There is wisdom in using caution and restrain. This does not mean that we should be questioning everyone’s motives. But it does mean that we need to be careful to in tune with the Holy Spirit’s leading. It does mean that we need to know where we stand, at all times, and why. It does mean that we need to be in the Word and know what God’s standards and boundaries are so that we are not over stepping them.

“If we know that the aim of the Holy Spirit is to lead man to the place of self-control, we shall not fall into passivity but shall make good progress in spiritual life. “The fruit of the Spirit is self-control” ~Watchman Nee

My Prayer:
Lord, I have fallen victim to those smooth talkers before. I have ignored the still, small voice within and rushed in to areas that angels fear to tread. Forgive me, please. Help me to learn self-control and caution. Help me to constantly listening to the promptings of your Holy Spirit and being obedient too. Give me your wisdom in all situations, so that I can stay within your boundaries, I pray.

September 1, 2019

All Types of Prayers; All Kinds of Requests

We begin today with my wife’s paraphrase of some verse from Romans 8, which is then paired with an article I wrote for our 1,600th post in 2014. (If you’re keeping score, tomorrow will be 3,440.)


by Ruth Wilkinson

…I consider that our sufferings right now are not worth comparing with the glory that we will be shown.

We know that all of creation groans together like labour pains in the hope that God’s children will be set free from the bondage of these bodies into glorious freedom.

And not only that, but we ourselves who have the Spirit — we also groan within ourselves, eager for the redemption of our bodies.

And not only that, but the Spirit comes alongside us in our limitation, because we don’t know exactly how we should pray,
but the Spirit within us, the Spirit Himself prays for us without words.

And God, who sees the heart, knows the Spirit’s mind because the Spirit only prays for what God wants.

Romans 8:18‭-‬23‭, ‬26‭-‬27 HCSB

If your prayer list seems overwhelming, remember God knows us, he knows our name, he knows our heart, and we are not alone. (See songs below.)


by Paul Wilkinson

I know there are days in our household when the list of prayer requests seems to be balloon out in size, and we feel we must be exasperating God with so many requests. Additionally, as I type this, to even list the countries of the world that are hot-spots right now would take some time, especially if you are aware of key groups or individuals that need an extra blessing from God.

After a person has been around the church for awhile, they are often instructed that prayer is so much more than just asking for things for ourselves or on behalf of others. Using the ACTS model (acknowledgement, confession, thanksgiving, supplication) that would mean that additionally prayer should include:

  • a point of entry into conversation with God that recognizes who He is, His sovereignty over all things, His immense power, His majesty in creation, His knowing of all things, His holiness.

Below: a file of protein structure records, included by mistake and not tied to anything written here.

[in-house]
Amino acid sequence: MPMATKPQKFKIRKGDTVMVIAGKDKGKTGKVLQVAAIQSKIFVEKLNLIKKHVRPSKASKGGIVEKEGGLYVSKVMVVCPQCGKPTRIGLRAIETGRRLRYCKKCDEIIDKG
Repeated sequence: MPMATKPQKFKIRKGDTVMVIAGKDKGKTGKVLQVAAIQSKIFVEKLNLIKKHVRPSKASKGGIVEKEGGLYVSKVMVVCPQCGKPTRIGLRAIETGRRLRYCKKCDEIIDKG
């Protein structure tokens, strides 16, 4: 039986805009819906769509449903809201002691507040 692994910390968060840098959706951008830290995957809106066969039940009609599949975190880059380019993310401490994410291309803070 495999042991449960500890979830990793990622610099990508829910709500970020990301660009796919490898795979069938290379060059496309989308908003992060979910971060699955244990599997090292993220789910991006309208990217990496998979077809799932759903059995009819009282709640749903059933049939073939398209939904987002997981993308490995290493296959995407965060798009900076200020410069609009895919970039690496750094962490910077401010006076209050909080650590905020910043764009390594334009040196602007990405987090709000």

• a confession of our sin, both individually and corporately
  • spoken recognition of the good things that life brings us as part of the general grace given to all of us, appreciation for blessings that might seem to be extra or undeserved

But then we are back at requests. The list seems so long. Should we do some editing? Just pray for certain people on certain days?

Scripture would seem to suggest not to hold back. In Ephesians 6:18 we read:

And pray in the Spirit on all occasions with all kinds of prayers and requests. With this in mind, be alert and always keep on praying for all the Lord’s people.

The phrases I want to highlight today are all occasions, all kinds of…requests, always keep on.

Of course sometimes we do not really know what we ought to pray. Should we pray for Mike and Carrie’s relationship to be restored, or is it better that they break the engagement now before they end up in a marriage that may not succeed? Should we pray for Shelley to get the job in Ohio when really, she should look for employment closer to home so she can keep helping her sister who really needs her?

I don’t know, don’t ask me!!

In I Corinthians 14:15 Paul says,

So what shall I do? I will pray with my spirit, but I will also pray with my understanding…

This verse bears on the subject of praying in tongues, which I know is controversial; but the Bible does suggest there are times when human words are inadequate. We see this again in Romans 8:26:

In the same way, the Spirit helps us in our weakness. We do not know what we ought to pray for, but the Spirit himself intercedes for us through wordless groans.

The KJV uses, “groanings too deep for words.”

(We hear a lot about speaking in tongues, but not so much about ‘speaking in groans,’ though I’ve been in at least two churches where this was manifested.)

The key in these verses is where Paul says, “What shall I do?” (I Cor. passage) and “We do not know what…to pray for” (Romans passage).

Sometimes we just don’t know. We throw up our hands and surrender our total inadequacy to intercede in these situations. Should we give up? I think a good place to resolve this is with our key verse again:

And pray in the Spirit on all occasions with all kinds of prayers and requests. With this in mind, be alert and always keep on praying for all the Lord’s people.

Keep on asking, keep on seeking, keep on knocking.

“Keep asking, and it will be given to you. Keep searching, and you will find. Keep knocking, and the door will be opened to you.” (Matt 7:7 HCSB; all other ref.s NIV)